We have to remind each other that he has gone back to the Lord and, through his journal and now this second edition, is still able to encourage and support others in living their faith. ‘Reading this journal opens for us a remarkable account of joyful faith in the heart and actions of a young man. Here is a moving testimony of the life-giving grace of God at work in our midst. Andrew has written in a candid and humorous manner, which makes his faith and joy accessible to us all.
‘Since the launch of Tears at Night, Joy at Dawn in March 2003 I have received hundreds upon hundreds of letters from people all around the world who wrote to me to tell me how reading Andrew’s journal struck a deep chord in so many ways. Some were struggling with cancer themselves, others were considering a vocation to the priesthood or the religious life, and many simply found Andrew’s humble and courageous witness a wonderful encouragement in living out their faith in the world today.
‘Finally, I would like to extend an invitation again to those who on reading this second edition or on listening to the CD are moved, touched or encouraged in some way to write to me at Archbishop’s House, Ambrosden Avenue, London, SW1. I will be glad to hear from you.’
During his life Andrew gave encouragement to many. In his last months, his prayerfulness, his cheerfulness and the way in which he spoke about sharing in the cross of Christ inspired and moved many more.
Archbishop Vincent invited people to write to him if they had a treasured memory of Andrew or if on reading his journal something they had read had struck a chord, moved or encouraged them in some way. Archbishop Vincent’s postbag increased significantly over the years as many people around the world responded to his request. Here is a selection of these letters which share so eloquently and beautifully the impact that reading Andrew’s journal had on them.
I have recently finished reading Tears at Night, Joy at Dawn and it was fantastic. I think it is the best book I have ever read, and I have read lots of books.
Pamela Santangeli, Glasgow
I have just finished reading Tears at Night, Joy at Dawn by Andrew Robinson. I bought the book in Lewisham, South London only yesterday.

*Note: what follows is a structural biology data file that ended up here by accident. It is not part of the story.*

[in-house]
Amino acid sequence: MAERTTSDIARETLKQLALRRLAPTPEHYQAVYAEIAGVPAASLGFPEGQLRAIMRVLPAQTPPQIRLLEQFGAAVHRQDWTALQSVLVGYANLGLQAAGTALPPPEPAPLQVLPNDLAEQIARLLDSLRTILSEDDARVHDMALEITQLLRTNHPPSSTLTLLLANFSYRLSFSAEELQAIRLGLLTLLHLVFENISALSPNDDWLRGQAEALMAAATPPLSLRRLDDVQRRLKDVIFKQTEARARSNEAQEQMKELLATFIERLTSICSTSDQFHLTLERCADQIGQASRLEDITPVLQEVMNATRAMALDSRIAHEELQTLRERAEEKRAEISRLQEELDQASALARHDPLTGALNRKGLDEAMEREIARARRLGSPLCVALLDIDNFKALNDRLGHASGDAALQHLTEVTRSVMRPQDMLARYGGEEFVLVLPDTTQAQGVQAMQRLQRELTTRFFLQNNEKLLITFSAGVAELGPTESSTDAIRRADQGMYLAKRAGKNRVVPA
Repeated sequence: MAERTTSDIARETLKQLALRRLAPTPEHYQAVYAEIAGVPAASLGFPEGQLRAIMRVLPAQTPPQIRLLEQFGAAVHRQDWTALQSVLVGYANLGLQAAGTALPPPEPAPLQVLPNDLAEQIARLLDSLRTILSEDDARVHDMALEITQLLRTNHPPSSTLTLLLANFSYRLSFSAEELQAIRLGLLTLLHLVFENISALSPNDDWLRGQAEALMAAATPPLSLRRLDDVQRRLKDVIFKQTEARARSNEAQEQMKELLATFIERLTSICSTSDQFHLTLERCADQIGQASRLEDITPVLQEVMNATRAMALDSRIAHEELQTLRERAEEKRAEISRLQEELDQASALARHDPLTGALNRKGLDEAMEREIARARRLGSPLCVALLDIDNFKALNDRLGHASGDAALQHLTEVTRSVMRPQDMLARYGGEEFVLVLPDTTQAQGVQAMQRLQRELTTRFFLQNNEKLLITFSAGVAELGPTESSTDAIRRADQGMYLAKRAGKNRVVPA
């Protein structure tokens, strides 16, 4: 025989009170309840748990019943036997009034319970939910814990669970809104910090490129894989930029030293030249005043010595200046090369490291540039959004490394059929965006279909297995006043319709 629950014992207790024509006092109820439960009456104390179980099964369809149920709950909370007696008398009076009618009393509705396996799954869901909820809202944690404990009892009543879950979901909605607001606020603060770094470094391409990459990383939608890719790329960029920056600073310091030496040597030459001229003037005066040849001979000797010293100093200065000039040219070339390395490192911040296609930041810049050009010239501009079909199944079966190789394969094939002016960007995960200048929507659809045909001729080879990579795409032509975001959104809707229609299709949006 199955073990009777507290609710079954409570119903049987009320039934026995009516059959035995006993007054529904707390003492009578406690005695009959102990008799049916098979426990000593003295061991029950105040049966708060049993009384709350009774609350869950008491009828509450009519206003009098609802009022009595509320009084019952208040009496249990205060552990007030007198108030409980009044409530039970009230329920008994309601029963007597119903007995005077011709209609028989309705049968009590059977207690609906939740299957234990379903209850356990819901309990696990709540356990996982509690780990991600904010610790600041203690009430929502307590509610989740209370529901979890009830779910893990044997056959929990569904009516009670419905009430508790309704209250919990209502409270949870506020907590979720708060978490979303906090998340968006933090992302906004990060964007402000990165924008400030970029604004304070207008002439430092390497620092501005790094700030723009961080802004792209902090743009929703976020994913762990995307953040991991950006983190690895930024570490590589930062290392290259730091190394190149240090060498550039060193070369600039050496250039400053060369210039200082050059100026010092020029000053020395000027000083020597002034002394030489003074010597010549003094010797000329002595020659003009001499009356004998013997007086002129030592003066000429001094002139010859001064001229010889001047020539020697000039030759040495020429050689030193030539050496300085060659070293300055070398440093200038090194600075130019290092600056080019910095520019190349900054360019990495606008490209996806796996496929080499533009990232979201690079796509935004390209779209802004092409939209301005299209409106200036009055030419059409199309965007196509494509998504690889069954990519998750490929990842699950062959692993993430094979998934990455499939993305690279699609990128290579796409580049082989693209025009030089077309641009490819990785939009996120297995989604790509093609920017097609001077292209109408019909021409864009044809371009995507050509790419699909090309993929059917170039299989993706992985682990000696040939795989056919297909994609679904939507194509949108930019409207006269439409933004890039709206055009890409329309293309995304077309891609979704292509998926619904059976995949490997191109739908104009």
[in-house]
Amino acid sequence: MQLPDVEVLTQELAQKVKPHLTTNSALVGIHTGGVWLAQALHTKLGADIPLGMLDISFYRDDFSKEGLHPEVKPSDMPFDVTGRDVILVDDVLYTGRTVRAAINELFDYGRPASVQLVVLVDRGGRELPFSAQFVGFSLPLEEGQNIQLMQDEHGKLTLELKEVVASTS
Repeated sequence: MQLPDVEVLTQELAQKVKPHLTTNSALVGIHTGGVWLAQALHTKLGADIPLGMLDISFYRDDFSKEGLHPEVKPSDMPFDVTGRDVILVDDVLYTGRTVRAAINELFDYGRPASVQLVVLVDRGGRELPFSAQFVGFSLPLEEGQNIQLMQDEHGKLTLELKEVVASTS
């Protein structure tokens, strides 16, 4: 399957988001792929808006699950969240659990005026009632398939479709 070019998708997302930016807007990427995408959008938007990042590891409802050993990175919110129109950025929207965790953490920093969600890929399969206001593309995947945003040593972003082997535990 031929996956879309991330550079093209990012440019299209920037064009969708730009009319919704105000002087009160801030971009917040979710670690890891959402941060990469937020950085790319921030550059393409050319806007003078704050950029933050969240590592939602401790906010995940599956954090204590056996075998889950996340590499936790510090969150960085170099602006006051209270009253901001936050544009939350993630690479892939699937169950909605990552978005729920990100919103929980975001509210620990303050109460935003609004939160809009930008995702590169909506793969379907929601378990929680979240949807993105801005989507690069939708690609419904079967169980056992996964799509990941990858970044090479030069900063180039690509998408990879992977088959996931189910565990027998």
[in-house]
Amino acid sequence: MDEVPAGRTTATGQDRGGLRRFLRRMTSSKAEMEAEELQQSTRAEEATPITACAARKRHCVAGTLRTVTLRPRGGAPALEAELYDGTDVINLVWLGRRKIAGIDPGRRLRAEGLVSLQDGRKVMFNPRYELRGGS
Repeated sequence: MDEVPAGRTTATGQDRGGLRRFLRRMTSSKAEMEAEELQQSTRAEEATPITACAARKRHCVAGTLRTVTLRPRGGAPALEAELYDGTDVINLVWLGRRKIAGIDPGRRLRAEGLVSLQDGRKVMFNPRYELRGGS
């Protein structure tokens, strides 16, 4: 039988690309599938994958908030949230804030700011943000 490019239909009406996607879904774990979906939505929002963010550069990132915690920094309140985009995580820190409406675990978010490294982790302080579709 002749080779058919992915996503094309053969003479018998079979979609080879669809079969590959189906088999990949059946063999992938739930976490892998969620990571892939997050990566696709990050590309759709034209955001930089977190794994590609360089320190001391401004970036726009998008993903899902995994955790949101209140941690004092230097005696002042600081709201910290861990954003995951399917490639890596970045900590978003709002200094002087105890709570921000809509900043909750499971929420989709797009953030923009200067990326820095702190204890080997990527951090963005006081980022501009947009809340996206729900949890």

Now I am sitting on a coach on my journey home to Belfast and for most of the journey I have been re-reading Andrew’s book. I cannot remember a time when I have cried or rather had tears flowing from my eyes in such abundance.
Michael Campbell, Belfast
I hope you don’t mind me writing to you, but I feel I must. After reading Tears at Night, Joy at Dawn (twice in one week!) I just wanted to say an enormous thankyou!! I have been deeply moved and touched by such a truly wonderful man as Andrew.
Maria Tuff, Luton
Encouraged by Your Grace’s suggestion given in the Preface to Andrew Robinson’s journal, I would like to express my appreciation for letting me know about the marvellous example of this heroic young man.
Fr George Tutto, London
I have read the book during the last two days. It has moved me to tears and often to laughter. I have another interest in Andrew’s courage and his journey in faith. We too lost our eldest son with cancer some years ago and, although it was a time of deep pain, it was also a time when we received the most enormous love and support and for myself it became a time of a great deepening of my faith. As I too am now involved in a course of chemotherapy for bowel cancer, I have found this book an inspirational testimony to the grace and love of God.
Sheilagh Preston, Sheffield
I found Andrew’s book so uplifting and inspirational, and the depth of his faith unbelievable. I am sure that God’s plan for Andrew was what Andrew had wanted to do all along (but maybe not quite in the way Andrew had envisaged) – to tell people of God’s total, unconditional love for them – a love that even death cannot take away, as he showed in his unshakeable belief in the resurrection.
Sheila McAleese, Coventry
I bought and read today the journal of Andrew Robinson titled Tears at Night, Joy at Dawn. I feel I must accept your invitation to write in response to Andrew’s journal. I will be purchasing more copies of Andrew’s journal as gifts for friends. His life is like a homily and it should be preached.
Rev. Dr Tony Strike, Fareham
I have been profoundly moved and challenged by this book, and I thank you most sincerely for promoting its publication.
I don’t think I have ever read a book from cover to cover in one go. But I simply could not put it down. I would recommend Andrew’s journal to anyone, especially anyone thinking of priesthood.
Liam Connolly, Luton